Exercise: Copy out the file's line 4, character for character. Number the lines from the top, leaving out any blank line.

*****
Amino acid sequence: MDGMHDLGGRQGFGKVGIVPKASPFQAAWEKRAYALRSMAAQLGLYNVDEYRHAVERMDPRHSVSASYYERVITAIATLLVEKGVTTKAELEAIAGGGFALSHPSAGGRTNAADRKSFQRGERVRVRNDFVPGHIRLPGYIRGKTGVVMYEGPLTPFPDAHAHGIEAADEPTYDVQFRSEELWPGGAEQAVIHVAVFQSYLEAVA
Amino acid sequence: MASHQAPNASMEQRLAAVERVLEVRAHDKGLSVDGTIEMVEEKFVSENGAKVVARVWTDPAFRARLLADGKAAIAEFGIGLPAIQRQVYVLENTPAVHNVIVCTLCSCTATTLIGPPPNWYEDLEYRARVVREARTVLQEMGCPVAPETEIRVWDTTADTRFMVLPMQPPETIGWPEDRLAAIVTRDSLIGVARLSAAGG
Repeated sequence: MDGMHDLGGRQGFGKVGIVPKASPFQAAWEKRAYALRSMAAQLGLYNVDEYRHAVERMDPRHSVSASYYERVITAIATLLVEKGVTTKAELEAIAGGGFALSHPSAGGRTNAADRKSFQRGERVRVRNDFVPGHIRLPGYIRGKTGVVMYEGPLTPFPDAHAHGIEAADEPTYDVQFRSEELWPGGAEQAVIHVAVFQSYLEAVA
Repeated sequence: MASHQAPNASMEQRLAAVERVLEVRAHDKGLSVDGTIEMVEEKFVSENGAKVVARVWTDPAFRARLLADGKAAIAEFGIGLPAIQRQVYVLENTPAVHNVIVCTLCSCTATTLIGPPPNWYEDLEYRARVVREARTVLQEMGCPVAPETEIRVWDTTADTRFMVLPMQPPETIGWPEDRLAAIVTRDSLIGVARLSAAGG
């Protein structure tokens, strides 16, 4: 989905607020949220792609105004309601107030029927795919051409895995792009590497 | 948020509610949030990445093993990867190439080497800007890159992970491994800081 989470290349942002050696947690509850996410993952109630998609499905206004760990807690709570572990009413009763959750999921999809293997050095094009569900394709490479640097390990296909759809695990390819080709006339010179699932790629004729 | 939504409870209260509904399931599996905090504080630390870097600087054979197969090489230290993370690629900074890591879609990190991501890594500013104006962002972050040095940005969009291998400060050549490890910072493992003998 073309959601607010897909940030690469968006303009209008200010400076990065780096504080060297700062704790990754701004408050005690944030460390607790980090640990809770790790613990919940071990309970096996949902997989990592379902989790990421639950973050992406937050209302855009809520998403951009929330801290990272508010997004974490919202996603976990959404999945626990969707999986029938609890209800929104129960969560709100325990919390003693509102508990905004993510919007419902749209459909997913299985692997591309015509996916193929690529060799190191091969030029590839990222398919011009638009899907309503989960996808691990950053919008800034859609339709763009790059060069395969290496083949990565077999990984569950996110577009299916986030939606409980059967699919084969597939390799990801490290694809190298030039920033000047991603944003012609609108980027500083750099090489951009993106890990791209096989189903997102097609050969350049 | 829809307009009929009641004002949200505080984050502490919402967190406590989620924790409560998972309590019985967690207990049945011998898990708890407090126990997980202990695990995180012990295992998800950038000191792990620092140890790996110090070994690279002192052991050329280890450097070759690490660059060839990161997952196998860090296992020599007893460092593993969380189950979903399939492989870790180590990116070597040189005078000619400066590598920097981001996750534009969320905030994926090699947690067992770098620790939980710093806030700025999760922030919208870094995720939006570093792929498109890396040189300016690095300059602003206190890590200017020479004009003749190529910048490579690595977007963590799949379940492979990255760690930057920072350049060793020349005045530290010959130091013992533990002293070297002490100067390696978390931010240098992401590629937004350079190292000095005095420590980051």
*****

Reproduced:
Repeated sequence: MASHQAPNASMEQRLAAVERVLEVRAHDKGLSVDGTIEMVEEKFVSENGAKVVARVWTDPAFRARLLADGKAAIAEFGIGLPAIQRQVYVLENTPAVHNVIVCTLCSCTATTLIGPPPNWYEDLEYRARVVREARTVLQEMGCPVAPETEIRVWDTTADTRFMVLPMQPPETIGWPEDRLAAIVTRDSLIGVARLSAAGG